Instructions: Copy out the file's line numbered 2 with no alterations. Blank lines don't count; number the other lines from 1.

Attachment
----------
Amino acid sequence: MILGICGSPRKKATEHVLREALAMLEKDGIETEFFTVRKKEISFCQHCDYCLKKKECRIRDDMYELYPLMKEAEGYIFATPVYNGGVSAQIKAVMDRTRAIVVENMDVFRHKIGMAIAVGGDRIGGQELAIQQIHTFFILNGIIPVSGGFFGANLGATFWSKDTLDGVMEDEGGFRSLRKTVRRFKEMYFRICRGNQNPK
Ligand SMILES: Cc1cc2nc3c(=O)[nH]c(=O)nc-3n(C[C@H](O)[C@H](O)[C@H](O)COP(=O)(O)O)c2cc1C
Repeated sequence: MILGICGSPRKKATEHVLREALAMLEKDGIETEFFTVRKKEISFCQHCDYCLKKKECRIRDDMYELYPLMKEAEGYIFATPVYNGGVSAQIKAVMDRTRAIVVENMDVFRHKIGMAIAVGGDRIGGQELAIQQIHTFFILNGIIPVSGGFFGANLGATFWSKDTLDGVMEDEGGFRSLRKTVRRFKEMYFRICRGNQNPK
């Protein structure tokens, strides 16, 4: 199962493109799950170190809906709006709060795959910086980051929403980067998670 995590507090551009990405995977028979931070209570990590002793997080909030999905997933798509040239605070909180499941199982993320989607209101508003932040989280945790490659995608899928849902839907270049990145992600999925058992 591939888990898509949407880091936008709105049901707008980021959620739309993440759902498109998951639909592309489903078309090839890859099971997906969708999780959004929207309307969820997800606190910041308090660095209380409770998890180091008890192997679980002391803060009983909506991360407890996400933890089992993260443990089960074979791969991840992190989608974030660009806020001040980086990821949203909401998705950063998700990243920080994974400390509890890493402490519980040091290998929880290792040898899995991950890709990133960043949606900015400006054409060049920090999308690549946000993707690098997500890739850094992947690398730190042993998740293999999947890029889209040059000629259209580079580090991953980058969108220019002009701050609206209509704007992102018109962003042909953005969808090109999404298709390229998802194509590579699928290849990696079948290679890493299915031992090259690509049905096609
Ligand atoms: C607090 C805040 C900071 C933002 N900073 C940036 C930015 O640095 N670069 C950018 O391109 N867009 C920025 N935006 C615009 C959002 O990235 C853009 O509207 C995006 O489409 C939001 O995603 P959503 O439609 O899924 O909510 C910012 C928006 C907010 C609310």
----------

Ligand SMILES: Cc1cc2nc3c(=O)[nH]c(=O)nc-3n(C[C@H](O)[C@H](O)[C@H](O)COP(=O)(O)O)c2cc1C